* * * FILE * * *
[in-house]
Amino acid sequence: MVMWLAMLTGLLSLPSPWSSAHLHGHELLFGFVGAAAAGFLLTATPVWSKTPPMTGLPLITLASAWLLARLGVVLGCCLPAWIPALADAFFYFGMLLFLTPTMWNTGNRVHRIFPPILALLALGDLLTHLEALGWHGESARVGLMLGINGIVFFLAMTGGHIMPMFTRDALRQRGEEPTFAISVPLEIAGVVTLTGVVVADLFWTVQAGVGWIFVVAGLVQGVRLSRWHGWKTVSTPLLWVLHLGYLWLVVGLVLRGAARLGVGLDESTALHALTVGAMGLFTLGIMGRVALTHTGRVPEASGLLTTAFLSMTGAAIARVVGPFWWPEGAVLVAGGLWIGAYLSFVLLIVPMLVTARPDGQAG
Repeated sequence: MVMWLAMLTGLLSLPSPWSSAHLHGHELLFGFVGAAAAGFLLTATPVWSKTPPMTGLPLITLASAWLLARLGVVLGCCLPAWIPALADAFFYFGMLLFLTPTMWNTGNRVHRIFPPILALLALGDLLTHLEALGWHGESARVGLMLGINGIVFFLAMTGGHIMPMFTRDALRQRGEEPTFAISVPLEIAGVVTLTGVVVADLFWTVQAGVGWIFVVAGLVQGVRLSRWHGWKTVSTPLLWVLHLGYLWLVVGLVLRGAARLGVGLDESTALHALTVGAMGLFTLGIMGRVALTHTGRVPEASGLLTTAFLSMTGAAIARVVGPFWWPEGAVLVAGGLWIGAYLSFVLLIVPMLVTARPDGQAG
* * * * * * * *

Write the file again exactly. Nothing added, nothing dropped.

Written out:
[in-house]
Amino acid sequence: MVMWLAMLTGLLSLPSPWSSAHLHGHELLFGFVGAAAAGFLLTATPVWSKTPPMTGLPLITLASAWLLARLGVVLGCCLPAWIPALADAFFYFGMLLFLTPTMWNTGNRVHRIFPPILALLALGDLLTHLEALGWHGESARVGLMLGINGIVFFLAMTGGHIMPMFTRDALRQRGEEPTFAISVPLEIAGVVTLTGVVVADLFWTVQAGVGWIFVVAGLVQGVRLSRWHGWKTVSTPLLWVLHLGYLWLVVGLVLRGAARLGVGLDESTALHALTVGAMGLFTLGIMGRVALTHTGRVPEASGLLTTAFLSMTGAAIARVVGPFWWPEGAVLVAGGLWIGAYLSFVLLIVPMLVTARPDGQAG
Repeated sequence: MVMWLAMLTGLLSLPSPWSSAHLHGHELLFGFVGAAAAGFLLTATPVWSKTPPMTGLPLITLASAWLLARLGVVLGCCLPAWIPALADAFFYFGMLLFLTPTMWNTGNRVHRIFPPILALLALGDLLTHLEALGWHGESARVGLMLGINGIVFFLAMTGGHIMPMFTRDALRQRGEEPTFAISVPLEIAGVVTLTGVVVADLFWTVQAGVGWIFVVAGLVQGVRLSRWHGWKTVSTPLLWVLHLGYLWLVVGLVLRGAARLGVGLDESTALHALTVGAMGLFTLGIMGRVALTHTGRVPEASGLLTTAFLSMTGAAIARVVGPFWWPEGAVLVAGGLWIGAYLSFVLLIVPMLVTARPDGQAG